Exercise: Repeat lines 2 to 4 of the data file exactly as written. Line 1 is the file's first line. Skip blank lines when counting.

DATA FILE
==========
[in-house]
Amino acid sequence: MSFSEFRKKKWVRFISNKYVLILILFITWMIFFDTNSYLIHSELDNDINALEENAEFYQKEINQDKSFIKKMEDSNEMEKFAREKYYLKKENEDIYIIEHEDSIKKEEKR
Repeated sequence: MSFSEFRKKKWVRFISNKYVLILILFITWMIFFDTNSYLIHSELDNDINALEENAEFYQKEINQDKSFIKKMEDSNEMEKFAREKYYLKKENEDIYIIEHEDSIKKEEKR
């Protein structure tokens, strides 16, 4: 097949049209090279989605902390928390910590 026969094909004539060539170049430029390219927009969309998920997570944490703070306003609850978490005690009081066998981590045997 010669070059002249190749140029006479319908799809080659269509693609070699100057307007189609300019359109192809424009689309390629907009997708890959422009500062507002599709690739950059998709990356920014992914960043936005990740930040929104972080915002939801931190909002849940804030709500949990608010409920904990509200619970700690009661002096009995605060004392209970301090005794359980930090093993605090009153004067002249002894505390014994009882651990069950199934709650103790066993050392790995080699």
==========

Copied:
Amino acid sequence: MSFSEFRKKKWVRFISNKYVLILILFITWMIFFDTNSYLIHSELDNDINALEENAEFYQKEINQDKSFIKKMEDSNEMEKFAREKYYLKKENEDIYIIEHEDSIKKEEKR
Repeated sequence: MSFSEFRKKKWVRFISNKYVLILILFITWMIFFDTNSYLIHSELDNDINALEENAEFYQKEINQDKSFIKKMEDSNEMEKFAREKYYLKKENEDIYIIEHEDSIKKEEKR
């Protein structure tokens, strides 16, 4: 097949049209090279989605902390928390910590 026969094909004539060539170049430029390219927009969309998920997570944490703070306003609850978490005690009081066998981590045997 010669070059002249190749140029006479319908799809080659269509693609070699100057307007189609300019359109192809424009689309390629907009997708890959422009500062507002599709690739950059998709990356920014992914960043936005990740930040929104972080915002939801931190909002849940804030709500949990608010409920904990509200619970700690009661002096009995605060004392209970301090005794359980930090093993605090009153004067002249002894505390014994009882651990069950199934709650103790066993050392790995080699």